Thanks.(2 votes)- When you multiply numbers that are raised to a power, the exponents are added, not multiplied. So, 5x^6 * 5x^6 = (5 * 5) * (x^6 * x^6) = 25 * x^(6 + 6) = 25x^12.(3 votes)

- wouldnt the exponent (2) multiply each terms? so for example, the problem

(5x^6 + 4)^2 would be 25x^12 + 16 since you have to multiply each terms.(2 votes)- To square a term is to multiply it by itself.

So (5x⁶+4)²=(5x⁶+4)(5x⁶+4). You can then apply the distributive property to get 25x¹²+40x⁶+16.(2 votes)

## Video transcript

- [Instructor] What we're
going to do in this video is practice squaring binomials,
and this is something that we've done in the
past, but we're gonna do it with slightly more involved expressions. But let's just start with
a little bit of review. If I were to ask you,
what is a plus b squared, what would that be? Pause the video and try to figure it out. Well some of you might immediately know what a binomial like this
squared is, but I'll work it out. So this is the same thing
as a plus b times a plus b. And then we could multiply
this a times that a. So that's going to give us a squared. And then I can multiply
that a times that b, and that's going to give us ab. Then I could multiply this b times that a. I could write that as ba or ab, so I'll just write it as ab again. And then I multiply this b times that b, so plus b squared. And what I really just did is apply the distributive property twice. We go into a lot of
detail in previous videos. Some people also like to
call it the FOIL method. Either way, this should all be a review. If it's not, I encourage you to look at those introductory videos. But this is going to simplify to a squared plus we have an ab and another ab, so you add those together,
you get two ab plus b squared. Now why did I go through this review? Well now we can use this
idea that a plus b squared is equal to a squared
plus two ab plus b squared to tackle things that at least look a
little bit more involved. So if I were to ask you,
what is five x to the sixth plus four squared,
pause this video and try to figure it out. And try to keep this and this in mind. Well there is several ways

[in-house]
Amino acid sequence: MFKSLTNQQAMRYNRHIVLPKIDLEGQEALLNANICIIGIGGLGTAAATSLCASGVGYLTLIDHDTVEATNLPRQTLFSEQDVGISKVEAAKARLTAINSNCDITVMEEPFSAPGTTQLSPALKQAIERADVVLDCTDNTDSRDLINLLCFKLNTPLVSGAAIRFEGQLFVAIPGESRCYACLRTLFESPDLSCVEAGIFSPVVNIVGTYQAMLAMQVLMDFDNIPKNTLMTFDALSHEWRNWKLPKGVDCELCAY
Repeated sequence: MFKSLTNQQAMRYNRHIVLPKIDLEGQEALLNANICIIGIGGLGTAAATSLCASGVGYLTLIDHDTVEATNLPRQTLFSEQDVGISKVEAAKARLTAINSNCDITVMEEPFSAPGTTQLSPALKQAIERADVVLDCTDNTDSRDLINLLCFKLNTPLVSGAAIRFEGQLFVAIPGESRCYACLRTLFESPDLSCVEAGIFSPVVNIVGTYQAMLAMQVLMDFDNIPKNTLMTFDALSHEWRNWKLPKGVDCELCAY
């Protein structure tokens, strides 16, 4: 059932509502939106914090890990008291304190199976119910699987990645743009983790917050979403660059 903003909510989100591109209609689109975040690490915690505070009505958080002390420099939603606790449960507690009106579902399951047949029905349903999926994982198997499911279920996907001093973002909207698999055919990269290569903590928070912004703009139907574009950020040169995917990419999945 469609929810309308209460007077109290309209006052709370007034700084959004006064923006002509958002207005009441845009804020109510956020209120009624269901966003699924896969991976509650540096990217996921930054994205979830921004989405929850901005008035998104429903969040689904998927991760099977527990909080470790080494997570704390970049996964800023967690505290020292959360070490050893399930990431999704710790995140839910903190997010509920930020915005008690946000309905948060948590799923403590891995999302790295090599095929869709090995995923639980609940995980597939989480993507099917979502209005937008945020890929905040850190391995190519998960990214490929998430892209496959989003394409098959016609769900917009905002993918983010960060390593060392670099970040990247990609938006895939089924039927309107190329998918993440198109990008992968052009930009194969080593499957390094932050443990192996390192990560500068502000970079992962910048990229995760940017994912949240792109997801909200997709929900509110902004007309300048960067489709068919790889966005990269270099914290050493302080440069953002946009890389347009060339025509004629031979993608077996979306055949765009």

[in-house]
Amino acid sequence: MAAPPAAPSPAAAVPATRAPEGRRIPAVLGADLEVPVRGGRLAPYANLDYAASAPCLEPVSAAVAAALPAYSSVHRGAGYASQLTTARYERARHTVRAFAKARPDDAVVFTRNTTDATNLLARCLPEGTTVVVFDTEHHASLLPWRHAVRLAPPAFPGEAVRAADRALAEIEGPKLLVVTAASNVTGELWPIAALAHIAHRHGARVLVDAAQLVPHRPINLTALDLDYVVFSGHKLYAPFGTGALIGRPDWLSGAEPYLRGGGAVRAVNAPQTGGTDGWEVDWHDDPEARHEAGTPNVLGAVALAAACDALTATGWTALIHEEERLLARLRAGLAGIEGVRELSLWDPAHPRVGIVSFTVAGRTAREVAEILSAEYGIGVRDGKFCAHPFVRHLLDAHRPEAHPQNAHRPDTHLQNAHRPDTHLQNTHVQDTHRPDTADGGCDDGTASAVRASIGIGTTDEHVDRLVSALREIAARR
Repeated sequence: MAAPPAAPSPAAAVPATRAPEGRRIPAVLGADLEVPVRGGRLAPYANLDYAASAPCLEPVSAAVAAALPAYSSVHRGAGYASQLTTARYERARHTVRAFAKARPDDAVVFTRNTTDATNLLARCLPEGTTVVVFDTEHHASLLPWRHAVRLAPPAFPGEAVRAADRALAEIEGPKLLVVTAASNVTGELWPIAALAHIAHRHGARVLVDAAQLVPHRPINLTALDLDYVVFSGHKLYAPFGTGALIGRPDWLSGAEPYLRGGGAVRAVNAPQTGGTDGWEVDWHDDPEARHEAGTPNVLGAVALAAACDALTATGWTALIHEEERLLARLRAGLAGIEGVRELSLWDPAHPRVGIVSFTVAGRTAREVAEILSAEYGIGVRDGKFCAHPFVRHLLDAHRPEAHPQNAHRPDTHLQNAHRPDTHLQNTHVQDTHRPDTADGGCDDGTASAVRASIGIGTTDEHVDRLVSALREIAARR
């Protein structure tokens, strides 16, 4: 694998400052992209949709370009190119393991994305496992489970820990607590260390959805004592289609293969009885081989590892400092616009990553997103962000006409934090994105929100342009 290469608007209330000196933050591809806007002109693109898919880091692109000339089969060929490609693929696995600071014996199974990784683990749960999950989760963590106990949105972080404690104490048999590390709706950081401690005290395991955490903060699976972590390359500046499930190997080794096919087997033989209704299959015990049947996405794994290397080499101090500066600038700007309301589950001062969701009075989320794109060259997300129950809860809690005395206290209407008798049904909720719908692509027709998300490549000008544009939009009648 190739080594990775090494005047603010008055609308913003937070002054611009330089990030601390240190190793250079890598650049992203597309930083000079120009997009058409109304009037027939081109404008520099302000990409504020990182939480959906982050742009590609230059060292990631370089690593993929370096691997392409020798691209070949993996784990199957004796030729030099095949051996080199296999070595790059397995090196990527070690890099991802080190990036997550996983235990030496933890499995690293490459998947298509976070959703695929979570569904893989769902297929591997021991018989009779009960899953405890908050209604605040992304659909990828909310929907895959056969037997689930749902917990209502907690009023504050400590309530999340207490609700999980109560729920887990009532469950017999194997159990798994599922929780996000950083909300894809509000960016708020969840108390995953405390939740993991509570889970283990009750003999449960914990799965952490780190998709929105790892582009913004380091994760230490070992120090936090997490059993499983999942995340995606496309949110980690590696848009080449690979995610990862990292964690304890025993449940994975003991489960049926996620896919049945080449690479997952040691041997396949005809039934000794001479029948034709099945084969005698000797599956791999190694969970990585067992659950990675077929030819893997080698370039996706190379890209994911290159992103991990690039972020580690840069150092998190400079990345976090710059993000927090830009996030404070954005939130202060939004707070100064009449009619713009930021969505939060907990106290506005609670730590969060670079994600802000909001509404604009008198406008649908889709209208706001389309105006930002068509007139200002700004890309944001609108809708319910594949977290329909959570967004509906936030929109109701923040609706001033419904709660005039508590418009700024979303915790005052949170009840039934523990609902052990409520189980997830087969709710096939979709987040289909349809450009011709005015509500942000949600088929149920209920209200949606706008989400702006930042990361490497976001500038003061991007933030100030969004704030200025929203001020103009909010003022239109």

you could approach this. You could just expand this
out the way we just did, or you could recognize this pattern that we just established. That if I have an a
plus b and I square it, it's going to be this. And so what you might notice is, the role of a is being
played by five x to the sixth right over there, and the role
of b is being played by four right over there. So we could say, hey, this
is going to be equal to a squared, we have our a squared there. So what is a squared? Well five x to the sixth squared is going to be 25 x to the 12th power. And then it's going to be
plus two times a times b. So plus two times five x
to the sixth times four. Actually let me just write it out just so we don't confuse ourselves. Two times five x to the,
I'll color code it too, two times five x to the
sixth times four, times four, plus b squared. So plus four squared, so
that's going to be plus 16. And then we can simplify this. So this is going to be
equal to 25 x to the 12th. Two times five times four is 40. Two times five is 10 times four is 40. So plus 40 x to the sixth plus 16. Let's do another example. And I'll do this one
even a little bit faster, just because we're getting,
I think, pretty good at this. So let's say we're trying to determine what three t squared minus seven t to the
sixth power squared is. Pause the video and try to figure it out. All right we're going
to do it together now. So this is our a, and
our b now we should view as negative seven t to the sixth. Because this says plus b, so
you could view this as plus negative seven t to the sixth. We could even write that if we wanted. We could write this plus
negative seven t to the sixth if it helps us recognize
this whole thing as b. So this is going to be equal to a squared, which is nine t to the fourth, plus two times this times this, two times a times b. So two times three t squared
is going to be six t squared times negative seven t to the sixth. Actually let me write this out. This is getting a little bit complicated. So this is going to be plus
two times three t squared times negative seven t to the sixth power. And then last but not
least, we're going to square negative seven t to the sixth. So that's going to be negative
seven squared is positive 49, and t to the sixth
squared is t to the 12th, t to the 12th power. And so this is going to be
equal to nine t to the fourth, and let's see, two times three is six times negative seven is negative 42, and t squared times t to the
sixth, we add the exponents, we have the same base, so it's
going to be t to the eighth. And then we have plus
49 t to the 12th power. So it looks like we did
something really fancy. We have this higher degree polynomial. We were squaring this binomial that has these higher degree terms. But we're really just
applying the same idea that we learned many many many videos ago, many many lessons ago, in terms
of just squaring binomials.